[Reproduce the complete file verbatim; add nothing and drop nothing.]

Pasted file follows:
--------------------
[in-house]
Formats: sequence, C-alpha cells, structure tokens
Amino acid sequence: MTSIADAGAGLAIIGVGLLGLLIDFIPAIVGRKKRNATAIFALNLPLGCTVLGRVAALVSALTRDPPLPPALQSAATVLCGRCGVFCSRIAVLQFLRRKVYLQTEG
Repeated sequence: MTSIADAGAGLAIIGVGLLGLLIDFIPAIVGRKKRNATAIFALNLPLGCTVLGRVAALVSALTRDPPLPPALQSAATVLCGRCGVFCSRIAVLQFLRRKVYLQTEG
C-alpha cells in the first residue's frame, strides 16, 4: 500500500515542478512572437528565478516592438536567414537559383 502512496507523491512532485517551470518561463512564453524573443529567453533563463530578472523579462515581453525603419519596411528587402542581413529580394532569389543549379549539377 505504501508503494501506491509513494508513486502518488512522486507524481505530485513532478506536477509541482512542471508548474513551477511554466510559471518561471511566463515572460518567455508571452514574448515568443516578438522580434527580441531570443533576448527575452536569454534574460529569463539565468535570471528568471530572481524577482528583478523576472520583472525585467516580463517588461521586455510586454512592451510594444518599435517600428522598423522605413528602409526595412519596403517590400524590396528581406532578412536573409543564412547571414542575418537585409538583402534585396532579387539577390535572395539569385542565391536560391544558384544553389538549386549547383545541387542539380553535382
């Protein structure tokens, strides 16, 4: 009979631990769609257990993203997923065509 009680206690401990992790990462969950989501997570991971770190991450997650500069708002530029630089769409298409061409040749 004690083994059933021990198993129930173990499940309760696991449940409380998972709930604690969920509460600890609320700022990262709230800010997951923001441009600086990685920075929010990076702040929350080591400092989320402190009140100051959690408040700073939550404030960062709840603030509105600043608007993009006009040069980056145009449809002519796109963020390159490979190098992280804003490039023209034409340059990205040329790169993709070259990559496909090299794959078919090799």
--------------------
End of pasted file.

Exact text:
[in-house]
Formats: sequence, C-alpha cells, structure tokens
Amino acid sequence: MTSIADAGAGLAIIGVGLLGLLIDFIPAIVGRKKRNATAIFALNLPLGCTVLGRVAALVSALTRDPPLPPALQSAATVLCGRCGVFCSRIAVLQFLRRKVYLQTEG
Repeated sequence: MTSIADAGAGLAIIGVGLLGLLIDFIPAIVGRKKRNATAIFALNLPLGCTVLGRVAALVSALTRDPPLPPALQSAATVLCGRCGVFCSRIAVLQFLRRKVYLQTEG
C-alpha cells in the first residue's frame, strides 16, 4: 500500500515542478512572437528565478516592438536567414537559383 502512496507523491512532485517551470518561463512564453524573443529567453533563463530578472523579462515581453525603419519596411528587402542581413529580394532569389543549379549539377 505504501508503494501506491509513494508513486502518488512522486507524481505530485513532478506536477509541482512542471508548474513551477511554466510559471518561471511566463515572460518567455508571452514574448515568443516578438522580434527580441531570443533576448527575452536569454534574460529569463539565468535570471528568471530572481524577482528583478523576472520583472525585467516580463517588461521586455510586454512592451510594444518599435517600428522598423522605413528602409526595412519596403517590400524590396528581406532578412536573409543564412547571414542575418537585409538583402534585396532579387539577390535572395539569385542565391536560391544558384544553389538549386549547383545541387542539380553535382
């Protein structure tokens, strides 16, 4: 009979631990769609257990993203997923065509 009680206690401990992790990462969950989501997570991971770190991450997650500069708002530029630089769409298409061409040749 004690083994059933021990198993129930173990499940309760696991449940409380998972709930604690969920509460600890609320700022990262709230800010997951923001441009600086990685920075929010990076702040929350080591400092989320402190009140100051959690408040700073939550404030960062709840603030509105600043608007993009006009040069980056145009449809002519796109963020390159490979190098992280804003490039023209034409340059990205040329790169993709070259990559496909090299794959078919090799």